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A Non-sneakerhead's Guide To Sneakers

Here's a lesson in understanding the language of rubber-soled shoes.
A Non-sneakerhead's Guide To Sneakers Here's a lesson in understanding the language of rubber-soled shoes.

Lately we’ve been talking awfully a lot about sneakers. We’ve been charting down designer collaborations and showing you where to shop the best kicks in town. We even gave you a brief history lesson and a guide in understanding the different styles of one particular brand (shout out to Nike.) But before we dive further into the world of rubber-soled shoes, we feel that you need to understand some of the terms sneakerheads use when talking about that thing they know about best.

With a little help from the folks over at Complex and The Huffington Post, we’ve compiled a guide to understanding the language of sneakerheads. Go on, read and take down notes.


Aglets - the little things  on the end of shoelaces

Beaters - those kicks you always choose to wear, even after they've been worn over and over again

Bespoke - a true "one of one" sneaker

Colorway - the particular combination of colors applied to a sneaker

Deadstock - a term used to say that a pair of sneakers has never been worn

Deubré - that little label at the base of the shoelaces

Flip-flop - shuffling between loving and hating a sneaker


Grails - they're the shoes you have to have before you die

High-tops - the height of the sneaker was well above the top of the ankle

Hypebeast - consumes hype and reacts accordingly, the one that buys sneakers based on how many people on Twitter say it's cool

Hyperstrike - the most limited of releases, and it generally drops without warning

Jumpman - the now-iconic Jordan logo was the brainchild of Nike's Peter Moore, silhouetted from a rookie photo shoot, and most famously debuted on the Tinker Hatfield designed Air Jordan III.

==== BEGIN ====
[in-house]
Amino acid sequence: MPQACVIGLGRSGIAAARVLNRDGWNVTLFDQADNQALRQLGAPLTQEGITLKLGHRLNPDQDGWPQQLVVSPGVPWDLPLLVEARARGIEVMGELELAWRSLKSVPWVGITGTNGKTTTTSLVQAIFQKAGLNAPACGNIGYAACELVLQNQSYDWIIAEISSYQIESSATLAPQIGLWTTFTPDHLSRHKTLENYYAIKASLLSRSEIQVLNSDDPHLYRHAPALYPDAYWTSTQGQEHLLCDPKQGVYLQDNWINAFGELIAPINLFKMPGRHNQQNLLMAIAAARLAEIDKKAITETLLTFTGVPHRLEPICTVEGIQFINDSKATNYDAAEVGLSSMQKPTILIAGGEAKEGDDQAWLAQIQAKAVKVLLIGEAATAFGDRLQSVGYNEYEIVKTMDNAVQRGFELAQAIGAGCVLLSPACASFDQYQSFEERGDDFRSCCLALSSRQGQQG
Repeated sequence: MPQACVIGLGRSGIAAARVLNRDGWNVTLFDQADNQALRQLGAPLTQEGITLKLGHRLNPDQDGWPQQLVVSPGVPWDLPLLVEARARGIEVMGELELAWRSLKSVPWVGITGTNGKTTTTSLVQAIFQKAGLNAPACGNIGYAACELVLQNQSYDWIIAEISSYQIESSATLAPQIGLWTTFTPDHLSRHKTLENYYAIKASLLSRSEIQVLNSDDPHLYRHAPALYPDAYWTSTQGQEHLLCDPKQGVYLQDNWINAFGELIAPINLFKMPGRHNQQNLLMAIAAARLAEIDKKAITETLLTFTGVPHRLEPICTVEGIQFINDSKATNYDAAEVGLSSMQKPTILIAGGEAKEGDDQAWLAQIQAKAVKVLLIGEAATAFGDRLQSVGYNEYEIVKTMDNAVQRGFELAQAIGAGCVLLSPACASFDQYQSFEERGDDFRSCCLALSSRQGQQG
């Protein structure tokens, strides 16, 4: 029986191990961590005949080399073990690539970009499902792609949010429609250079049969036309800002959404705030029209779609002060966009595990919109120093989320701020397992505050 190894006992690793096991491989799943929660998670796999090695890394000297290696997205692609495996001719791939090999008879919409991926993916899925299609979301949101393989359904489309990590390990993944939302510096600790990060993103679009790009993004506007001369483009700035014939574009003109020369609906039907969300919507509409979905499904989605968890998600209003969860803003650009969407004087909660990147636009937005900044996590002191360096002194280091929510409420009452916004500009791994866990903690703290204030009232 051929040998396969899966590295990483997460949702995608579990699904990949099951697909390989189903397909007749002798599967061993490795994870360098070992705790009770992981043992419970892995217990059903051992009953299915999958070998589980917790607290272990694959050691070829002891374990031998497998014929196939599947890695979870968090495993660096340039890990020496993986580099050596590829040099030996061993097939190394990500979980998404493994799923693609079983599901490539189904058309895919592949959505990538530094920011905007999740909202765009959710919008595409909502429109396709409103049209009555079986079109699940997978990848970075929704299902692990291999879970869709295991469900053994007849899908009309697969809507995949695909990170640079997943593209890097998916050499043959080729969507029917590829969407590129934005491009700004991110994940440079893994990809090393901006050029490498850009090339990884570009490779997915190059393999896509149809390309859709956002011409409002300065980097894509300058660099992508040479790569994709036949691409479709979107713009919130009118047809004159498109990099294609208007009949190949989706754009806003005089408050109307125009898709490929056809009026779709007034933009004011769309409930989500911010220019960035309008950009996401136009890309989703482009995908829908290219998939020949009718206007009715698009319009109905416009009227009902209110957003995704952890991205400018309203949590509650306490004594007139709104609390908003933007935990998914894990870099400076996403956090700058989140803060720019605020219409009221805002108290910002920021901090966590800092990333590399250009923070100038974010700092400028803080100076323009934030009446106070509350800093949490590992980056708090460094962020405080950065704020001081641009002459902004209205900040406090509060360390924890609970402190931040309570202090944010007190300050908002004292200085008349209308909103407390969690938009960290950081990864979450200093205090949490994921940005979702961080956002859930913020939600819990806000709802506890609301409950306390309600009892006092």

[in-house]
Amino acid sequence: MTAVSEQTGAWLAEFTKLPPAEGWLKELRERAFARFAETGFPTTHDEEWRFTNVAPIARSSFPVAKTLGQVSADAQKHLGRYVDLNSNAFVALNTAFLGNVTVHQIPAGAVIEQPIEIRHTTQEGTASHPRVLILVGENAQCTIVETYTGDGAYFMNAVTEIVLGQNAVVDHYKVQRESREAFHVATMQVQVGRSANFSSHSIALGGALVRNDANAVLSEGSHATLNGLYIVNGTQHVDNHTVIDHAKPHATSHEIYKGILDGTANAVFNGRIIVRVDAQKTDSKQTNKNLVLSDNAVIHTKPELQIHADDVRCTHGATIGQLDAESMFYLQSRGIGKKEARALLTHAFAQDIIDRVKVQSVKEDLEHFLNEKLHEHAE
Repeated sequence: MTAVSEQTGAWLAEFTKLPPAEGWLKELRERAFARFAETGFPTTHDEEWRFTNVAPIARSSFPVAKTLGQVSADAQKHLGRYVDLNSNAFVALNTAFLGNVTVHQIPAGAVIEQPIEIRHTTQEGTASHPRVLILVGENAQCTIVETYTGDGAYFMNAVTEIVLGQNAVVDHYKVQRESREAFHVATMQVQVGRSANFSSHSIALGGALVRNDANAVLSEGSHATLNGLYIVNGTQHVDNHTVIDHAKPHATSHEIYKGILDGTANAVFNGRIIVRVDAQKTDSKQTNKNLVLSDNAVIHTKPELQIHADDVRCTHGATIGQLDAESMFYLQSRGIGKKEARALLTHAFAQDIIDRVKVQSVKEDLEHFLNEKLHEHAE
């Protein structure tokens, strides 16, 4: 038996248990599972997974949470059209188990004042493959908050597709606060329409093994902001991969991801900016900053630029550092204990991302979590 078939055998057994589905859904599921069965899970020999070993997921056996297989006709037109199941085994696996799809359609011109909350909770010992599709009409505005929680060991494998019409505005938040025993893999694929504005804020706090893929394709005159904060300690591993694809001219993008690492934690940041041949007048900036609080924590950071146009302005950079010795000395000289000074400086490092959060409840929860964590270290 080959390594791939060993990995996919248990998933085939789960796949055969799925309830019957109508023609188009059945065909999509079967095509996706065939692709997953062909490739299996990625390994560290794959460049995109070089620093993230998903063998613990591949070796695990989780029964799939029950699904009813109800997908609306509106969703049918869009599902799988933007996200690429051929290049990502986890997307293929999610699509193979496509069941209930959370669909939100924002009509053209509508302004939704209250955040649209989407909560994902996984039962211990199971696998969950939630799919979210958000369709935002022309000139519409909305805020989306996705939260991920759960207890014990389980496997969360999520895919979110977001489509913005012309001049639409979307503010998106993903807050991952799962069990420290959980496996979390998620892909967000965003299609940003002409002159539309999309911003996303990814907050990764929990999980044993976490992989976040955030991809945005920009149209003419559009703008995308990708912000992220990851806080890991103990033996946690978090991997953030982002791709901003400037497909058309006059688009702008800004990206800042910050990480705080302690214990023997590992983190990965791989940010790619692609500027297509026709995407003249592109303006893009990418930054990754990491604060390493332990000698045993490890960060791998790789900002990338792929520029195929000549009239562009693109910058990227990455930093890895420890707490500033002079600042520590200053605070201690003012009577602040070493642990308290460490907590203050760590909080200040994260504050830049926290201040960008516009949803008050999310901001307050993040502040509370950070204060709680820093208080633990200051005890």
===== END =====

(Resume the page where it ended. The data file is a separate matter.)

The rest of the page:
Lows - typically cut below the top of the ankle or lower.

Mids - trainers and many basketball shoes fall into the mid-cut category without the label, which somehow makes them better

Near deadstock (NDS) - If the shoes have never been touched, they're deadstock. If they've been tried on, they're NDS. If they've even touched the ground or taken a single step, they’re used.

NIB - is short for “new in box,” or “new in the box”

NDC - has replaced Nike (dot) com, a.k.a Nike's online store

OGs - the first time a shoe is released is the only time a sneaker is called OG

On ice - deadstock kicks that you haven't worn yet

Player-edition - designed for a specific player, and then made available at retail, oftentimes as a quickstrike or limited release

Quickstrike - an unannounced release that hit the stores quickly and was in limited quantities

Reseller - someone who buys sneakers (usually in bulk) with the intent to sell them

Restock - a retailer acquired more of the sneakers that recently sold out. 

Retro - a sneaker that came out previously that is released again

Sample - an early makeup of a shoe that's made so designers and retailers can see upcoming models


Size run - the amount of sneakers a retailer, or reseller, has

Tonal - a single-color makeup

Upper - essentially any portion above the outsole and midsole

Uptowns, uppies, or classics - nicknames for the Nike Air Force 1

Hope you took down notes!